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Whip Mix Blog

7 Things to Remember When Mounting Cases Using a Face-bow Record


With a growing emphasis on esthetics, more dentists are starting to take a face-bow record and sending it along with the case to the laboratory. Face-bow records can provide valuable information to not only the doctor, but also the dental technicians. However, many dental technicians don’t see them on a regular basis and often forget how to use the record when creating the restoration.

Here are some basic reminders to review, so the next time your dental lab receives a case with a face-bow record you are sure to know and understand how to best utilize the information.

1. Face-bows fit a specific series of articulators. They are not all universal.

Face-bows do not transfer to all articulators, just like all model mountings don’t transfer to all articulators. Get with the doctor to see which articulators he/she is using and make sure the articulators in your lab will transfer.

2. Face-bows will either be DIRECT or INDIRECT. 

Direct Mounting simply means that after you have obtained your face-bow registration and have removed the ear-bow halves from the patient, you transfer the face-bow directly on to the articulator to mount the maxillary cast. With Indirect Mounting, once you have obtained your face-bow registration, you remove the Transfer Assembly from the cross bar and place the assembly on to the articulator using the Transfer Base Assembly for mounting the maxillary cast.

3. Face-bows capture the relationship between the occlusal plane & the horizontal reference.

The occlusal plane is described by the relationship between the upper and lower teeth when they are together in a natural bite. Planes are the flat section defined by at least three (3) points in space.  The body and teeth are divided into various planes.  For our purpose, we will be focusing on the head, neck and face. The horizontal or reference plane is established by the transverse horizontal axis of the mandible with a point on the inferior border of the right or left bony orbit (ortibtale).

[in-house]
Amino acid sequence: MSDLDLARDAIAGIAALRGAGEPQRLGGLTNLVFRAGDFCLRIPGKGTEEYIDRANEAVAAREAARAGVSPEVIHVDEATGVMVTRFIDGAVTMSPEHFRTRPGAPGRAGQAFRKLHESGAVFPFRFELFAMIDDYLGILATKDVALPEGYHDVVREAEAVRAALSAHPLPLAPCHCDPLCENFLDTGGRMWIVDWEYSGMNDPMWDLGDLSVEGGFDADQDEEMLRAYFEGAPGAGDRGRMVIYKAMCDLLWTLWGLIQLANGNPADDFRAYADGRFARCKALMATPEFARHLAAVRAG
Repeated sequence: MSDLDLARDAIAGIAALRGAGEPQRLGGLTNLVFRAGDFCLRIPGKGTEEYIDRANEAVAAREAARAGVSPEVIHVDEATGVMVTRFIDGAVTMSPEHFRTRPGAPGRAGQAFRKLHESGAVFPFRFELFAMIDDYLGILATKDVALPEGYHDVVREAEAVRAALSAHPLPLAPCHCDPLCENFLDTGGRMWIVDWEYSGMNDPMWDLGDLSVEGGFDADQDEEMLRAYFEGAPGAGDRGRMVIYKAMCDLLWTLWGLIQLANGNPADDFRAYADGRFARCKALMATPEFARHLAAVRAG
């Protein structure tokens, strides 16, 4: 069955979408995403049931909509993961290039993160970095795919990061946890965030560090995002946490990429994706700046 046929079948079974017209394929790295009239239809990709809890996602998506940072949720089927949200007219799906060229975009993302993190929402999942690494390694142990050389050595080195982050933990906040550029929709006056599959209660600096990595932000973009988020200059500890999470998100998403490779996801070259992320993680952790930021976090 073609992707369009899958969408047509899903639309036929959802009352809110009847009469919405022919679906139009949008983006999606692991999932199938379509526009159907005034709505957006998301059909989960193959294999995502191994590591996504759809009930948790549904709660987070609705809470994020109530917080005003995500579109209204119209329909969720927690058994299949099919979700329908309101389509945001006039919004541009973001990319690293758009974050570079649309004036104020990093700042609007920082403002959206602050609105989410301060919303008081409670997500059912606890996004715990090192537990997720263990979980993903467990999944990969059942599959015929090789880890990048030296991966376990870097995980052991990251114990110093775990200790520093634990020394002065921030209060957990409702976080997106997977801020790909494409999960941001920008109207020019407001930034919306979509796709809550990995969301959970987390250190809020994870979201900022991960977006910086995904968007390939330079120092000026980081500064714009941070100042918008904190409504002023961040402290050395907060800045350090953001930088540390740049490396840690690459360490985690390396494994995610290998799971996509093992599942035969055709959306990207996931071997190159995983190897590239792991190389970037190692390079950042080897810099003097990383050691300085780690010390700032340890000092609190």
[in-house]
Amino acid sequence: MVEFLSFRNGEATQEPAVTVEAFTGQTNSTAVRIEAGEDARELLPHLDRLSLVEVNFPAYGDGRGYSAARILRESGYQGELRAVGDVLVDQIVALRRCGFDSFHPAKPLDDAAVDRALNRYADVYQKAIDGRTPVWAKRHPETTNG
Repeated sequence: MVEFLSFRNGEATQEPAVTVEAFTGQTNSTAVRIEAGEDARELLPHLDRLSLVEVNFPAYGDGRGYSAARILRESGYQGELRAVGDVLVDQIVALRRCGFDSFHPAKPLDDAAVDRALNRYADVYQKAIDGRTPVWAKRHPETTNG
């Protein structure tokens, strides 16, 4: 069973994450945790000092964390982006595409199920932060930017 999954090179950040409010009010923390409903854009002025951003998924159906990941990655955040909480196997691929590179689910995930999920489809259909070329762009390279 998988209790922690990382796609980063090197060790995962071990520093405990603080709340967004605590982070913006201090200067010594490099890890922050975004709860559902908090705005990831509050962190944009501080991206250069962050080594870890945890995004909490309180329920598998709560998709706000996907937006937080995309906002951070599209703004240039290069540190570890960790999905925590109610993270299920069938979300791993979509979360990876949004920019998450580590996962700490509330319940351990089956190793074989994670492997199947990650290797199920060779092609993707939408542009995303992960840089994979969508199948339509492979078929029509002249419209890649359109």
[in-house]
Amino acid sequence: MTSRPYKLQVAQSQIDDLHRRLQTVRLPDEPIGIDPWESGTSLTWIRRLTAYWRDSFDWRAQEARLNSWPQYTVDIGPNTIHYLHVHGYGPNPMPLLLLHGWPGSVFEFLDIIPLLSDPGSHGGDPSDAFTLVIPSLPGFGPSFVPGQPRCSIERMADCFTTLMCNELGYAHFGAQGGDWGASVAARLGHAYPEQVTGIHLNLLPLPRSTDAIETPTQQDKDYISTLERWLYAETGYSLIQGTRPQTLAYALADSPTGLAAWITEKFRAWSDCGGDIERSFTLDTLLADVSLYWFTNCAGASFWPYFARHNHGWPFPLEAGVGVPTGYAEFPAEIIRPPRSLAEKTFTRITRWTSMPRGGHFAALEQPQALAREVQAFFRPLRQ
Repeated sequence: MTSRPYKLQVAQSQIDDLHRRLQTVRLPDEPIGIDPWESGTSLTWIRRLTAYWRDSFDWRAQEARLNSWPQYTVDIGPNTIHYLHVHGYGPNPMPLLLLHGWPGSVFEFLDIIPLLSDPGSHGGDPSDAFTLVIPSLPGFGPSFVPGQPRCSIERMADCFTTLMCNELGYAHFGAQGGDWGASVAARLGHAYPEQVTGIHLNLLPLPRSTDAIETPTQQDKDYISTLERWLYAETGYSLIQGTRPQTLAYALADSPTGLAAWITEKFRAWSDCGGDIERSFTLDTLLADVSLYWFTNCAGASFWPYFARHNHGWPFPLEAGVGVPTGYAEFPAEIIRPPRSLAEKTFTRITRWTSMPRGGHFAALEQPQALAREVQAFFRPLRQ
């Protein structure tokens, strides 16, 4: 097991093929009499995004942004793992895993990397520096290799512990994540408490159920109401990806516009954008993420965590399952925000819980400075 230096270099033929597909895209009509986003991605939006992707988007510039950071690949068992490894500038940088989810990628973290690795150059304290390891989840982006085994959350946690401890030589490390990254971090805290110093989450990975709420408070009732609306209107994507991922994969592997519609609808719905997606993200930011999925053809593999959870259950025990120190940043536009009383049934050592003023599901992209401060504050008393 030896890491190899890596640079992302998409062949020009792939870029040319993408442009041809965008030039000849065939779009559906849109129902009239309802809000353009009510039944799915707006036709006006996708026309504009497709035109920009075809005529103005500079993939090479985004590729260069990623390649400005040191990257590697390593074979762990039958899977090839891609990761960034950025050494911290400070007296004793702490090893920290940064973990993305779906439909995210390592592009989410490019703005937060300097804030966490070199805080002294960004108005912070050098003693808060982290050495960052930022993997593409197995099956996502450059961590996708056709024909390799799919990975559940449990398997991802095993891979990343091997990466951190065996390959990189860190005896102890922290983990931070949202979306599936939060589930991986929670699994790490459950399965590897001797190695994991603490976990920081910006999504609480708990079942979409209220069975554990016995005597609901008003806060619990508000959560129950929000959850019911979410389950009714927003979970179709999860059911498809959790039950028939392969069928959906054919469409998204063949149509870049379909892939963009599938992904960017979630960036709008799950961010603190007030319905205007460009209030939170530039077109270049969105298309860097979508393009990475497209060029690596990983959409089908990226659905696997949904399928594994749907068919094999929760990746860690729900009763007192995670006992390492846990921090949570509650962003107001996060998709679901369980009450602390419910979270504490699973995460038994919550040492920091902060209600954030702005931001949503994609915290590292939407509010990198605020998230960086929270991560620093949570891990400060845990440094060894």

This relationship is generally known as the Frankfort Plane.

4. Face-bows use these 3 points of reference to establish the horizontal plane.

Please see #3 for the points of references used to establish the horizontal plane.

5. Face-bows record the anterior position of the central incisors & any cant to the patients bite.  

This invaluable information is extremely helpful to the technician so he can make any needed adjustments in the restoration.  Having this information can help minimize reworks.

6. Face-bows do not record lateral or protrusive movements.

In order to use the lateral or protrusive movement record, the doctor is going to have to record these bites separately.

7. Face-bows are simple to use & are worth the time!  

Many dentists and technicians are under the impression that a face-bow record is hard to take.  However, the fact is that a face-bow record is simple and can be taken by an assistant. Did we mention it could be taken in 90 seconds?

Craig Pickett, CDT, RG, TE

Craig A. Pickett is NBC certified in Crown & Bridge with Technologist designation. In 2014, Craig was the recipient of the NADL Excellence in Education Award.